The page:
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There Are No Mistakes, Only Lessons: Learning in Node.js

There Are No Mistakes, Only Lessons: Learning in Node.js

Learning to code is, in itself, becoming a new common language. It is becoming essential across all sectors of the economy and a strong skill for those seeking advancement. An improvement in education is an investment to the future of Node.js.

Last winter, the Node.js Foundation expanded its annual user survey to encompass and unravel who and how programmers are learning Node.js and using it alongside other languages. In this talk, we’ll explore the Node.js user, a global landscape attempting to learn Node.js despite English not being their spoken language of choice. We will explore the quality work across mediums that is available despite your experience level, and how there’s no single answer for learning Node.js.

Tracy Hinds

April 12, 2017
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  1. Learning
    There are no mistakes, only lessons
    Education Community Manager
    Tracy Hinds
    Node.js Foundation
    Hi, I’m Tracy. Education Community Manager at the Node.js Foundation. Diplomat, baker, rock
    climber, web engineer, motorcyclist.
    I’ve worn many hats. I have been a conference organizer, a baker by trade, an addictions
    program coordinator, and a restaurant manager(this is not the exhaustive list).
    I love learning, whether it is via code or researching intersections of my interests, I really dig
    nerding out on what it means to learn. How each person must approach it. To learn for fun, for
    improvement, to career transition, to get hired, to get promoted, or found a company. It’s
    peaked my interest for a long time, so it’s been a pleasure for me to address this head on in my
    work.
    This report presents selected findings from the 2017 Node.js User Survey.
    The study was conducted online from November 30, 2016 to January 16, 2017
    via a self-administered survey.
    Learning to code is, in itself, becoming a new common language. Programming in one form or
    another is essential across all sectors of the economy and a strong skill for those seeking
    advancement. Programming ability provides upwards mobility like few other opportunities.
    We’re seeing see far less graduates with computer science degrees. No university degree at
    all, a liberal arts background, codeschools, self-paced learning–When we are looking at
    improving learning Node.js, it’s a beautiful variety of people segmented by different learning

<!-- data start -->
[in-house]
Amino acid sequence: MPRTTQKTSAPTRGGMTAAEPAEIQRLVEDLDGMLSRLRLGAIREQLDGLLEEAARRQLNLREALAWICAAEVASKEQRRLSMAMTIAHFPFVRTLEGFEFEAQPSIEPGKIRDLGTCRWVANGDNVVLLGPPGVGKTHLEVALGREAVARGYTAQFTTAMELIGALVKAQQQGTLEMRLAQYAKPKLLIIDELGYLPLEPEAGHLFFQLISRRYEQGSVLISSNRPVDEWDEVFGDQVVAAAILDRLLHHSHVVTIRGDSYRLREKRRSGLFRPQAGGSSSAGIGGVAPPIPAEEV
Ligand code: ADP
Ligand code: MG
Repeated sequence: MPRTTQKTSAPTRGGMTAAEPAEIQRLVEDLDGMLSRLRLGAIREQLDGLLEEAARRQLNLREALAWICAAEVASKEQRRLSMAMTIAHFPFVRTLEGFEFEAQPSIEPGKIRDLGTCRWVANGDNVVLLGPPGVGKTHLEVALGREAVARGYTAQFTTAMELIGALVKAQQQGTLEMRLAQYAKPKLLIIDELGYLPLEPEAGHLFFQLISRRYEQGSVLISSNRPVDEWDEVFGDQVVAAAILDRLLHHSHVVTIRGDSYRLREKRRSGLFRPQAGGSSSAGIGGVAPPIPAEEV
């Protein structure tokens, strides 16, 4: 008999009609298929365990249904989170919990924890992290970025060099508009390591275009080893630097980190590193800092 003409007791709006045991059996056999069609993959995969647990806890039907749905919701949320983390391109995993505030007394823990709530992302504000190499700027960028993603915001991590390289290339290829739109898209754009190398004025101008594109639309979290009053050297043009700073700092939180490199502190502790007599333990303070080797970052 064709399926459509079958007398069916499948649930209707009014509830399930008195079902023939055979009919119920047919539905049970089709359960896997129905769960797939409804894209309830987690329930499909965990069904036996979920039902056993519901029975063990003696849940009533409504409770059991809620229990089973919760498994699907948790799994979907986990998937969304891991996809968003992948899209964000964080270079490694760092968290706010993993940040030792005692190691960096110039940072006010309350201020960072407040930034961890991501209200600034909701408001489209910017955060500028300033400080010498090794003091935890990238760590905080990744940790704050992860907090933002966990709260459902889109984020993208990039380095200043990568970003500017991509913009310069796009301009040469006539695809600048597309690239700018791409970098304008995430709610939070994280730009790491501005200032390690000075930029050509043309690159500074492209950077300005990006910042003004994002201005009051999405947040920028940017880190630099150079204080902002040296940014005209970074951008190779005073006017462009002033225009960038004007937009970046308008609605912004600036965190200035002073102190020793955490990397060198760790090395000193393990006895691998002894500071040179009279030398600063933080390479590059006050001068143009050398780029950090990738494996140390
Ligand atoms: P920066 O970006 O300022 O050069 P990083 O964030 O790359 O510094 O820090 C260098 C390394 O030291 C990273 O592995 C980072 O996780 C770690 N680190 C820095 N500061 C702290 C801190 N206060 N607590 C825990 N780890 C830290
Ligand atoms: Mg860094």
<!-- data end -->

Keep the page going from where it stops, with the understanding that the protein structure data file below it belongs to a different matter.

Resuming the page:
styles, geographical and cultural differences, and socioeconomic status.
    Last winter, the Node.js Foundation expanded its annual user survey to encompass and
    unravel who is and how programmers are learning Node.js. We’ll explore the Node.js user, a
    global landscape attempting to learn Node.js even when English not being their spoken
    language of choice. Let’s explore the quality work across mediums that is available despite our
    experience levels, and how there’s no single answer for learning Node.js.
    A few notes:

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  2. Who?
    Job Title (top mentions)
    Frontend Engineer 13%
    Tech Lead 12%
    Senior Backend Engineer 12%
    Backend Engineer 11%
    Senior Frontend Engineer 8%
    Architect 8%
    Hobbyist Programmer 7%
    Company Size (# employees)
    1 13%
    2-99 48%
    100+ 39%
    Median # 54.2
    Formal Education
    < College Degree 26%
    College Degree+ 51%
    Grad Degree + 21%
    Race
    White 71%
    Asian 20%
    Other(combined) 9%
    Prof. Development Experience
    < 5 years 46%
    5- <10 years 23%
    10+ years 31%
    Median 5.8 yrs
    Respondent Age
    < 25 25-34 35+
    28%
    50%
    22%
    Median age: 30.6
    Who is learning Node.js?
    US
    China
    India
    Germany
    UK 6%
    6%
    6%
    8%
    31%
    Country of Residence
    The typical Node.js user resides in the US, is age 31, college educated and has around 6 years
    of professional development experience(note that doesn’t mean Node.js experience).
    Users span a range of job titles, with Front-end and Back-end Engineers most common. More
    than half work in organizations with fewer than 100 employees.
    This is the little nugget to keep in mind: the typical Node.js coder has been using Node.js for
    just over 2 years.
    Users spend about half of their professional time using Node.js – mostly for developing web
    apps. Keep this in mind as sort of the status quo of the Node.js developer, but we have
    enough representation in groups outside of this pretty stereotypical developer persona that a
    segmented approach is needed to address all the differences, which often run deep.
    we speak different languages
    (NOT A METAPHOR)

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  3. 49%
    51%
    Native Language
    Non-Native Language
    Ninety-five percent of our users learned Node.js in English. But to 45% of our users, that’s their
    non-native language.
    Think about that for a moment–nearly half of our users have had to learn a programming
    platform and also know another spoken language to get there. Users take advantage of many